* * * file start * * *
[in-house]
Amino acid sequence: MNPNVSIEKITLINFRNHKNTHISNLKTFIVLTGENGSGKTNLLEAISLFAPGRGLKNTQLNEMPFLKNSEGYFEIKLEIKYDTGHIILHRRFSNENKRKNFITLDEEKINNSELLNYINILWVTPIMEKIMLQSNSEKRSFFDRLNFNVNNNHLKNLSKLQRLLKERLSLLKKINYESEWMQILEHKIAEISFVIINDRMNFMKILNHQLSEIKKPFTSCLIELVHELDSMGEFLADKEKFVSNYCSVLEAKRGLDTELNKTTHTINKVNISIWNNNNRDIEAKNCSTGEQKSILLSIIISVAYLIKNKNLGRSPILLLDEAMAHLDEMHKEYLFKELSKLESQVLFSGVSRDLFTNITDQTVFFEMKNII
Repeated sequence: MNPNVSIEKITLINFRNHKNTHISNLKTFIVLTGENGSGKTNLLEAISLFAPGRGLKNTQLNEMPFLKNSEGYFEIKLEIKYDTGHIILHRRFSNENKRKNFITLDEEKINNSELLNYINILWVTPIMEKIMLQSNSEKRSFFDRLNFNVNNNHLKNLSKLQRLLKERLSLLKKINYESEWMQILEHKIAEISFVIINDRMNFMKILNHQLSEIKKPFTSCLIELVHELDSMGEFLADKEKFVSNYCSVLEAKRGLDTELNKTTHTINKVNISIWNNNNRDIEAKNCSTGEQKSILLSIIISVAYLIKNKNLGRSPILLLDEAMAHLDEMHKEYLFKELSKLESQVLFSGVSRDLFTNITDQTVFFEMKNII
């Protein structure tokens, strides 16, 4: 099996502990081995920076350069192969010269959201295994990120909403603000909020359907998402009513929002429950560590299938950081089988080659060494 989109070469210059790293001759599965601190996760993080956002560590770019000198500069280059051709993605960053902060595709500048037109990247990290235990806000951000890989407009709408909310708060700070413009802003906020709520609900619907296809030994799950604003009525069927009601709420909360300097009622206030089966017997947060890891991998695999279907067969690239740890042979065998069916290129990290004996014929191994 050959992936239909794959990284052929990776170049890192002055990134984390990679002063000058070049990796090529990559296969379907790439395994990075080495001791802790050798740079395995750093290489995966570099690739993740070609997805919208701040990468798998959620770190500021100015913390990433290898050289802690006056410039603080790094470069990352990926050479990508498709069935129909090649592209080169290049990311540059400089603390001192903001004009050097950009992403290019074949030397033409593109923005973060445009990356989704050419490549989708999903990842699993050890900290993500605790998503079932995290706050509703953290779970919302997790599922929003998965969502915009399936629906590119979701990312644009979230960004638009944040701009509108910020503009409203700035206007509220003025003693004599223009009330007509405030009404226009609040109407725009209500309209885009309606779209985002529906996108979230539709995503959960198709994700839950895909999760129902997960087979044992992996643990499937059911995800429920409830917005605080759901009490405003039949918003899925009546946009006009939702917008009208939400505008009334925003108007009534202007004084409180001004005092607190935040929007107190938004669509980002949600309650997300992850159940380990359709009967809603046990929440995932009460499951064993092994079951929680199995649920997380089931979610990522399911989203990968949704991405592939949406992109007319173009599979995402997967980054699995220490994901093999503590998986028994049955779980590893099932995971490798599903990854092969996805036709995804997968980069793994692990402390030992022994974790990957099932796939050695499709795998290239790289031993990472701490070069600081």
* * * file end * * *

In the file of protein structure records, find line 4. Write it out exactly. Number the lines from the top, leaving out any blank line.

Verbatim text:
């Protein structure tokens, strides 16, 4: 099996502990081995920076350069192969010269959201295994990120909403603000909020359907998402009513929002429950560590299938950081089988080659060494 989109070469210059790293001759599965601190996760993080956002560590770019000198500069280059051709993605960053902060595709500048037109990247990290235990806000951000890989407009709408909310708060700070413009802003906020709520609900619907296809030994799950604003009525069927009601709420909360300097009622206030089966017997947060890891991998695999279907067969690239740890042979065998069916290129990290004996014929191994 050959992936239909794959990284052929990776170049890192002055990134984390990679002063000058070049990796090529990559296969379907790439395994990075080495001791802790050798740079395995750093290489995966570099690739993740070609997805919208701040990468798998959620770190500021100015913390990433290898050289802690006056410039603080790094470069990352990926050479990508498709069935129909090649592209080169290049990311540059400089603390001192903001004009050097950009992403290019074949030397033409593109923005973060445009990356989704050419490549989708999903990842699993050890900290993500605790998503079932995290706050509703953290779970919302997790599922929003998965969502915009399936629906590119979701990312644009979230960004638009944040701009509108910020503009409203700035206007509220003025003693004599223009009330007509405030009404226009609040109407725009209500309209885009309606779209985002529906996108979230539709995503959960198709994700839950895909999760129902997960087979044992992996643990499937059911995800429920409830917005605080759901009490405003039949918003899925009546946009006009939702917008009208939400505008009334925003108007009534202007004084409180001004005092607190935040929007107190938004669509980002949600309650997300992850159940380990359709009967809603046990929440995932009460499951064993092994079951929680199995649920997380089931979610990522399911989203990968949704991405592939949406992109007319173009599979995402997967980054699995220490994901093999503590998986028994049955779980590893099932995971490798599903990854092969996805036709995804997968980069793994692990402390030992022994974790990957099932796939050695499709795998290239790289031993990472701490070069600081």